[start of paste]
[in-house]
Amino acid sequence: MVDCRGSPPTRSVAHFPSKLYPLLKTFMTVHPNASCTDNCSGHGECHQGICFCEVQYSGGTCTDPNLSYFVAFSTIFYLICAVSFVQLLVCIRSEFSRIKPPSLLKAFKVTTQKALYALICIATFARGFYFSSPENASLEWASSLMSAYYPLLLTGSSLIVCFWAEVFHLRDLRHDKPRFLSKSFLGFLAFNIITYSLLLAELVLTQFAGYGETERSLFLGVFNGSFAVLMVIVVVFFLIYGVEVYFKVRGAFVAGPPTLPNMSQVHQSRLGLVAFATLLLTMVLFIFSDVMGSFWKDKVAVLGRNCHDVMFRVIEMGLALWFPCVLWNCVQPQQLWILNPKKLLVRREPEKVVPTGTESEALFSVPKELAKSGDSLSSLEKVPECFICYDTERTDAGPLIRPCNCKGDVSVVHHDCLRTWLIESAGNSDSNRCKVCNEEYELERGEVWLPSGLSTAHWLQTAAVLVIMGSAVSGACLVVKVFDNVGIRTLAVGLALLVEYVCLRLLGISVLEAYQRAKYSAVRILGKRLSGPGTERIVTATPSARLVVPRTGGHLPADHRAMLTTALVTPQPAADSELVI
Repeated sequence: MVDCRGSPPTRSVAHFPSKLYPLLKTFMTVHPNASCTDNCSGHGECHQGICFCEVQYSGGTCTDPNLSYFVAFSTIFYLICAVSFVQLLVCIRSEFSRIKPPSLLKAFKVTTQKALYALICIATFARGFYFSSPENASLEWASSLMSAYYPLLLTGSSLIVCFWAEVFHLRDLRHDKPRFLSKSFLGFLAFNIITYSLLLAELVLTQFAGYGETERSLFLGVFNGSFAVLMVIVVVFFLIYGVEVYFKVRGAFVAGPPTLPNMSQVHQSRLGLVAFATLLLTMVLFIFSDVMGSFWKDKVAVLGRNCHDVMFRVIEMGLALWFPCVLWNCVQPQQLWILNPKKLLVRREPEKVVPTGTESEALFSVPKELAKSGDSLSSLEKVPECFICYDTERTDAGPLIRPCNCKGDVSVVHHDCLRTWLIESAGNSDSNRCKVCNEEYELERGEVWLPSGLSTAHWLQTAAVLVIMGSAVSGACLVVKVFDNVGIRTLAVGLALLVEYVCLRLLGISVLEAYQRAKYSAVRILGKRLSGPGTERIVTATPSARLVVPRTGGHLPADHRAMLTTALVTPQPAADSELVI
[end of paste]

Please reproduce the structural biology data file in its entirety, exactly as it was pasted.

[in-house]
Amino acid sequence: MVDCRGSPPTRSVAHFPSKLYPLLKTFMTVHPNASCTDNCSGHGECHQGICFCEVQYSGGTCTDPNLSYFVAFSTIFYLICAVSFVQLLVCIRSEFSRIKPPSLLKAFKVTTQKALYALICIATFARGFYFSSPENASLEWASSLMSAYYPLLLTGSSLIVCFWAEVFHLRDLRHDKPRFLSKSFLGFLAFNIITYSLLLAELVLTQFAGYGETERSLFLGVFNGSFAVLMVIVVVFFLIYGVEVYFKVRGAFVAGPPTLPNMSQVHQSRLGLVAFATLLLTMVLFIFSDVMGSFWKDKVAVLGRNCHDVMFRVIEMGLALWFPCVLWNCVQPQQLWILNPKKLLVRREPEKVVPTGTESEALFSVPKELAKSGDSLSSLEKVPECFICYDTERTDAGPLIRPCNCKGDVSVVHHDCLRTWLIESAGNSDSNRCKVCNEEYELERGEVWLPSGLSTAHWLQTAAVLVIMGSAVSGACLVVKVFDNVGIRTLAVGLALLVEYVCLRLLGISVLEAYQRAKYSAVRILGKRLSGPGTERIVTATPSARLVVPRTGGHLPADHRAMLTTALVTPQPAADSELVI
Repeated sequence: MVDCRGSPPTRSVAHFPSKLYPLLKTFMTVHPNASCTDNCSGHGECHQGICFCEVQYSGGTCTDPNLSYFVAFSTIFYLICAVSFVQLLVCIRSEFSRIKPPSLLKAFKVTTQKALYALICIATFARGFYFSSPENASLEWASSLMSAYYPLLLTGSSLIVCFWAEVFHLRDLRHDKPRFLSKSFLGFLAFNIITYSLLLAELVLTQFAGYGETERSLFLGVFNGSFAVLMVIVVVFFLIYGVEVYFKVRGAFVAGPPTLPNMSQVHQSRLGLVAFATLLLTMVLFIFSDVMGSFWKDKVAVLGRNCHDVMFRVIEMGLALWFPCVLWNCVQPQQLWILNPKKLLVRREPEKVVPTGTESEALFSVPKELAKSGDSLSSLEKVPECFICYDTERTDAGPLIRPCNCKGDVSVVHHDCLRTWLIESAGNSDSNRCKVCNEEYELERGEVWLPSGLSTAHWLQTAAVLVIMGSAVSGACLVVKVFDNVGIRTLAVGLALLVEYVCLRLLGISVLEAYQRAKYSAVRILGKRLSGPGTERIVTATPSARLVVPRTGGHLPADHRAMLTTALVTPQPAADSELVI